The objectives of this study are to document the emergence patterns of Silphium gall-wasps of the genus Antistrophus (Hymenoptera: Cynipidae) from four different species of Silphium plants: compass plant, Silphium laciniatum, cup plant Silphium perfoliatum, prairie dock, Silphium terebinthinaceum, and rosinweed, Silphium integrifolium. Very little is known about the Antisrophus wasps, as they are tiny and difficult to catch and identify in the field. The first step is document emergence patterns. We have collected stems of the 4 Silphium plants during late fall or early spring for the last three years (2016, 2017, 2018) in the Marlin Johnson Prairie, a restored prairie at the UWM at Waukesha Field Station. We stored the stems in plastic bags and collected the wasps as they have emerged, keeping track of their emergence dates. During the spring semester, we plan to finish counting the emerged wasps, compiling the collected data and analyzing it to compare emergence across years, plant type, and prairie treatment type (burned the previous year or not). As time allows, we will also start identifying the emerged wasps and separate them into eco-species. We then can compare the emergence of the different groups of wasps.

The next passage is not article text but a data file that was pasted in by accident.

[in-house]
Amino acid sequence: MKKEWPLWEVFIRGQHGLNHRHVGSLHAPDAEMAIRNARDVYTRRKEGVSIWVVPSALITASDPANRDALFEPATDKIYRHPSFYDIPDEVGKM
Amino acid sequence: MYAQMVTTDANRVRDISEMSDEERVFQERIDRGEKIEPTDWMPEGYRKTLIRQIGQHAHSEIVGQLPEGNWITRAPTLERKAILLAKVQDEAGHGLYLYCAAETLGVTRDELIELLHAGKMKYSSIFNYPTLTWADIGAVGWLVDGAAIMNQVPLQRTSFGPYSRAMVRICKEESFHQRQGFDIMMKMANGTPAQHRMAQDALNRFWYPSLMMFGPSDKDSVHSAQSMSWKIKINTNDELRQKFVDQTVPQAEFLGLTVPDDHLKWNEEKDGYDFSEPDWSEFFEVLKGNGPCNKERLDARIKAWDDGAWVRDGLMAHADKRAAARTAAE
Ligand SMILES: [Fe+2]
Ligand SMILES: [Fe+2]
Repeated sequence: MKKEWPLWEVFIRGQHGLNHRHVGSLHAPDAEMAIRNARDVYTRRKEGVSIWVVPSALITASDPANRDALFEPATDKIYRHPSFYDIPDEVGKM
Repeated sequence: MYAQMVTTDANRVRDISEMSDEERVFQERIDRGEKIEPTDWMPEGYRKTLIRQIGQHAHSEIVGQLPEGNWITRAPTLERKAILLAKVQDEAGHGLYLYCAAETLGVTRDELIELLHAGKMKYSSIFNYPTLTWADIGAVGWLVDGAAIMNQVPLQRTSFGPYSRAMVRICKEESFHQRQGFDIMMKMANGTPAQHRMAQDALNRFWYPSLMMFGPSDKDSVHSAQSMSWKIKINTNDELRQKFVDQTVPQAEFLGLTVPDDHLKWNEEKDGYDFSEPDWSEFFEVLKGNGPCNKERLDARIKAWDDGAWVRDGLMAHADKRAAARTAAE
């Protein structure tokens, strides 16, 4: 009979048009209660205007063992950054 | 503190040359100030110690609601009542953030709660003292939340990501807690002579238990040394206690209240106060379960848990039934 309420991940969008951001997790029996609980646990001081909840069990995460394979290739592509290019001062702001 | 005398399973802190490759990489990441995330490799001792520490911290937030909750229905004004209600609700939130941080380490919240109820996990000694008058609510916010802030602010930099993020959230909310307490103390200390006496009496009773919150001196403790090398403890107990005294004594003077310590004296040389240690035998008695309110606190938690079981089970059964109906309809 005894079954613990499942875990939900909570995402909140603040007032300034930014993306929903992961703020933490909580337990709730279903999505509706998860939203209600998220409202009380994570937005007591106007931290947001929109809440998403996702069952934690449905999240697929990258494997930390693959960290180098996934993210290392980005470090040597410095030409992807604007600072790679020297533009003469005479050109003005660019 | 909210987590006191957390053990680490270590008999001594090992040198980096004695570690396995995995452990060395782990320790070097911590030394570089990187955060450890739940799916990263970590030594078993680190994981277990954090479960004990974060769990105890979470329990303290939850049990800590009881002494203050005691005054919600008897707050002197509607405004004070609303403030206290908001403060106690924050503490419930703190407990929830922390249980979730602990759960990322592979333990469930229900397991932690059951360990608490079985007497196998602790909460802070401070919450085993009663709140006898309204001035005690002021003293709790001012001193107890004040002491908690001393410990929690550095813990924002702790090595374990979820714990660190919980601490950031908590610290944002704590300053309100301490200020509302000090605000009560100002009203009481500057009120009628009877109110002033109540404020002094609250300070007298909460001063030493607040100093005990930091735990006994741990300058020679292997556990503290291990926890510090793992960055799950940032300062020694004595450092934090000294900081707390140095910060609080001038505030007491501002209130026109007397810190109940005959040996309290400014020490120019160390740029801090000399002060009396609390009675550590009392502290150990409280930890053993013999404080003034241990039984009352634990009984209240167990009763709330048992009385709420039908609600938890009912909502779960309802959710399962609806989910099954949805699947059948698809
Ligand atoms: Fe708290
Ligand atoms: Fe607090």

Tasks and Responsibilities
The first task the student will be responsible for is to finish counting the wasps that emerged during the last 3 years, and entering the data into spread sheets. The student then will help analyze and compile the collected data. We will be looking at emergence patterns across years, across the 4 plant species, and also across treatments (burned the previous year or not). The student will also help collect stems in spring for the following summer. We will collect from a remnant prairie, so that we can compare emergence patterns from a restored prairie vs. a remnant prairie. As time allows, in addition to straight counts of emerged wasps, the student will start sorting the collected wasps into eco-species groups; this will require the use of a microscope to identify the wasps. The student will also participate in prairie management at the Field Station, especially with planning, prepping, and prairie burning.
Student should be able to commute to the UWM at Waukesha Field Station